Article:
I am still dazed from a weekend-long sci-fi / fantasy conference, Tuscon 42. The name of it looks like a misspelling of Tucson, but it isn’t. It’s supposed to mean something like TUS (the airport designation) + CONference, hence Tuscon. Cute, or what? The “42” refers to the fact that this was the 42d year of the conference, which has become a major regional event.
I attended mostly out of curiosity, since I recently completed my first sci-fi novel. I found that the conference was heavy on fantasy, light on the –fi, and even lighter on the sci -. There were a few science-focused panel discussions, but the panelists generally took little or no responsibility for introducing material or managing the discussions, leaving me to recall that “opinions are like noses: everybody has one.” While there were many established scientists, mainly from the Mars missions headquartered at U of A, I didn’t learn anything new.
In the fiction-writing panels, the syndrome was the same. Many accomplished writers gave well-worn opinions. So that part of the conference was disappointing.
By contrast, the wacky side of it was amusing and sometimes disturbing. People who enjoy dressing up as their favorite sci-fi / fantasy characters are a sight to behold. And, as the conference took place on Halloween weekend and encompassed the Day of the Dead parade, there was a perhaps understandable conflation of bat-persons, fairies, and space men with pumpkin heads and skeletons.
My favorite part of the conference was the embedded film festival which ran sci-fi films continuously, many of them obscure and hard to find. I was very impressed by A Message from Mars (1913, UK, 60 min.), beautifully restored, and silent, of course. It really stretched the craft of cinema to maximum effect for that time period. An education in itself.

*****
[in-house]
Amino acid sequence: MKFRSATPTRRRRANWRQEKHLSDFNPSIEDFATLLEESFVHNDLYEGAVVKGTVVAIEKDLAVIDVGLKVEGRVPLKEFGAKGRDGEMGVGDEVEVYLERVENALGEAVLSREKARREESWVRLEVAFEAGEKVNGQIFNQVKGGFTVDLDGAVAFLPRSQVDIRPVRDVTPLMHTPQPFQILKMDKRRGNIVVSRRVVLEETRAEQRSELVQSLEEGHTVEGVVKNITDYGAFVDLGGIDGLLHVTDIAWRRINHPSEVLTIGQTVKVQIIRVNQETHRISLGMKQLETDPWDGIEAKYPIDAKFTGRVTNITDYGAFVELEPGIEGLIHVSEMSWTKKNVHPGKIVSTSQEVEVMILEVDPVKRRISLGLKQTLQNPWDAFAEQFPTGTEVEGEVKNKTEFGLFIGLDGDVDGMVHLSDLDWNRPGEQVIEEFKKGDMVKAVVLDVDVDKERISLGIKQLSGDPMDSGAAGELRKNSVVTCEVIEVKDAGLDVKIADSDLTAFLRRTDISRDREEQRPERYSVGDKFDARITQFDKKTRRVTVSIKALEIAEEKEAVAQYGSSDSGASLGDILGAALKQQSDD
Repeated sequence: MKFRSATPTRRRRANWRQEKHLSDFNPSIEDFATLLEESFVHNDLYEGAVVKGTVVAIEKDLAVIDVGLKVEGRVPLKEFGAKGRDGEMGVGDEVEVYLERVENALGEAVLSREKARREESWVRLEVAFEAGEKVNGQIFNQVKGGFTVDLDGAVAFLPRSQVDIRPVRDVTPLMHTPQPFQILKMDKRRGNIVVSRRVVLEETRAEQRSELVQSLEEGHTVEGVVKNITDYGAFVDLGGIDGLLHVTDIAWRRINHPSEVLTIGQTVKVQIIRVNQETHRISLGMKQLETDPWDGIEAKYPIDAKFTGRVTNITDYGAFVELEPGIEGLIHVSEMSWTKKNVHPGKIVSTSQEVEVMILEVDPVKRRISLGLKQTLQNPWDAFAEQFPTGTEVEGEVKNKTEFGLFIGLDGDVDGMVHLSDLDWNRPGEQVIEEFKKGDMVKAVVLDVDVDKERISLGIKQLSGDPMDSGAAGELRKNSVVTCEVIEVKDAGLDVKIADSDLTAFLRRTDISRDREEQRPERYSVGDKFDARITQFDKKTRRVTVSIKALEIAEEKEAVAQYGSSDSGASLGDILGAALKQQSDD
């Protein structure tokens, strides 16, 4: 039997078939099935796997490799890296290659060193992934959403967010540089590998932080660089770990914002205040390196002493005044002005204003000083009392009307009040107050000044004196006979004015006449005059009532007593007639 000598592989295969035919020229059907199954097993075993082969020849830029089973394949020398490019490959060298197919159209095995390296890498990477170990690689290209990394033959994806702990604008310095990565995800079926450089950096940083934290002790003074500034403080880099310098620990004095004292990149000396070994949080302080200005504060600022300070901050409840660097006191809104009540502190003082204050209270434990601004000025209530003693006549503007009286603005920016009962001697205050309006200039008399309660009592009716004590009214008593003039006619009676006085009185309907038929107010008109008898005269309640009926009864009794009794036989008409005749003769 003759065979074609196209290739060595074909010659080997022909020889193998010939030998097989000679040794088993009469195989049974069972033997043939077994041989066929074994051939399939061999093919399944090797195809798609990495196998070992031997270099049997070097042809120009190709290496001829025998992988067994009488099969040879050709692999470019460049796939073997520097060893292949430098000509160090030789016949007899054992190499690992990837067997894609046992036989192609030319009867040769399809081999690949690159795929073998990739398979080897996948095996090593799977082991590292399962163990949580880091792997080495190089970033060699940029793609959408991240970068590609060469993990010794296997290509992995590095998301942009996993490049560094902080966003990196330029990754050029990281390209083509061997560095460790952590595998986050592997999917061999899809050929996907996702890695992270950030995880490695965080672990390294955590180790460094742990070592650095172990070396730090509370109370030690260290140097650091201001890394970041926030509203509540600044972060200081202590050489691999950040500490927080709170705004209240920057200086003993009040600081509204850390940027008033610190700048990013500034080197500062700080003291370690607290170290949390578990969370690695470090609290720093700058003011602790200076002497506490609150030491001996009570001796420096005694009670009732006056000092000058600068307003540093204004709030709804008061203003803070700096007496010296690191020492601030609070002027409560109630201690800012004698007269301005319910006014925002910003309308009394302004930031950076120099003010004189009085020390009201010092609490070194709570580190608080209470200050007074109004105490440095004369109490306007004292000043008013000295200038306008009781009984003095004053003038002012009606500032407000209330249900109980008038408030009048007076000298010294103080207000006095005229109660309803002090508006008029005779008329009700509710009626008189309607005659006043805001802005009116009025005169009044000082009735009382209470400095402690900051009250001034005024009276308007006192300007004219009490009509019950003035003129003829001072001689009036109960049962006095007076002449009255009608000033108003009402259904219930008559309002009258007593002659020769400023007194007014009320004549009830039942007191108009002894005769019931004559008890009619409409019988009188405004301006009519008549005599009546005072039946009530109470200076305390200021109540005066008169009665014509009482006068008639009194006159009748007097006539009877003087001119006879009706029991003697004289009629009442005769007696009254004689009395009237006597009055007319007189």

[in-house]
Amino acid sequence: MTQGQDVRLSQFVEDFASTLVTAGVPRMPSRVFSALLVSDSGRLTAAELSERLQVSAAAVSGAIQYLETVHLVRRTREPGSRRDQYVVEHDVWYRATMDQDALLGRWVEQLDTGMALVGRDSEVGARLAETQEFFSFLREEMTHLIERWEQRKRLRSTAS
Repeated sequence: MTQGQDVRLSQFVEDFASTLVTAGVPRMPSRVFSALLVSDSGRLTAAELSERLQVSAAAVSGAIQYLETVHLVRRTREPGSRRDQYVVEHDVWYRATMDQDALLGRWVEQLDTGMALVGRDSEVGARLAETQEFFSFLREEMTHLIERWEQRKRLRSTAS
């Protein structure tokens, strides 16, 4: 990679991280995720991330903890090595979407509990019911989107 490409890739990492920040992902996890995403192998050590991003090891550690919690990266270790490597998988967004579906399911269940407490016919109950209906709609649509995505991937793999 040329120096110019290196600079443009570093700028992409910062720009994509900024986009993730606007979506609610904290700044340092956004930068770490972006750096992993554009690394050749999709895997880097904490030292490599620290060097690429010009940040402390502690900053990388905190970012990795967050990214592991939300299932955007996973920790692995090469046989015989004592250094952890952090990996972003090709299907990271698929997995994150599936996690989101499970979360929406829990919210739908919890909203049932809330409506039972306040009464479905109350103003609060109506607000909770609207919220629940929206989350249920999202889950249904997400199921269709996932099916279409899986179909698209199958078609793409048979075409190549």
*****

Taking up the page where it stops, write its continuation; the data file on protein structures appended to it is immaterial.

By the time we got to films from the 1950’s (e.g., The Man Who Turned to Stone (1957, USA, 72 min.), it was clear that the emphasis had shifted to 90% story and only 10% cinema craft. The novelty of movies had disappeared and the craft of moviemaking had become invisible, no longer an art form, perhaps because of the rising ubiquity of television.
However, cinema as art eventually came back. I enjoyed seeing the original, Russian version of Solaris again (aka Solyaris,1972, Soviet Union, 167 min., written by Stanislaw Lem). That is a work of art. And there were some rare films of interest shown in the middle of the night that I had to skip.
This crazy conference runs all night, though I don’t. There are scheduled events at 3:00 in the morning, for example. People get rooms in the hotel so they can enjoy events around the clock, presumably between naps.
I picked up an armload of classic sci-fi books for less than $20 from a local trader in the vendors’ hall. I got used novels by Philip K. Dick, Ursula K. LeGuinn, Larry Niven, Robert J. Sawyer, and others. I was surprised to see so many classic novels from the “golden age” of sci-fi are still around. Collectors have vacuumed them up and now offer them for sale, packed individually in baggies as rare literary artifacts. I also got some free back-issues of the famous Fantasy & Science Fiction periodical.
I confess I did not attend the gala concert and burlesque show on Saturday night. Besides it being past my bedtime, I experienced a kind of “conference fatigue.” As others have observed, it’s a fine line between eccentric hobby and mental deficiency. I’m glad there’s a place for all kinds of self-expression, but I don’t necessarily want to be part of it.
All in all then, it was the kind of conference one attends as a “romp,” quite unlike the other writing and publishing conferences I go to, which tend to the serious, very serious. For that difference, Tuscon-42 was worthwhile.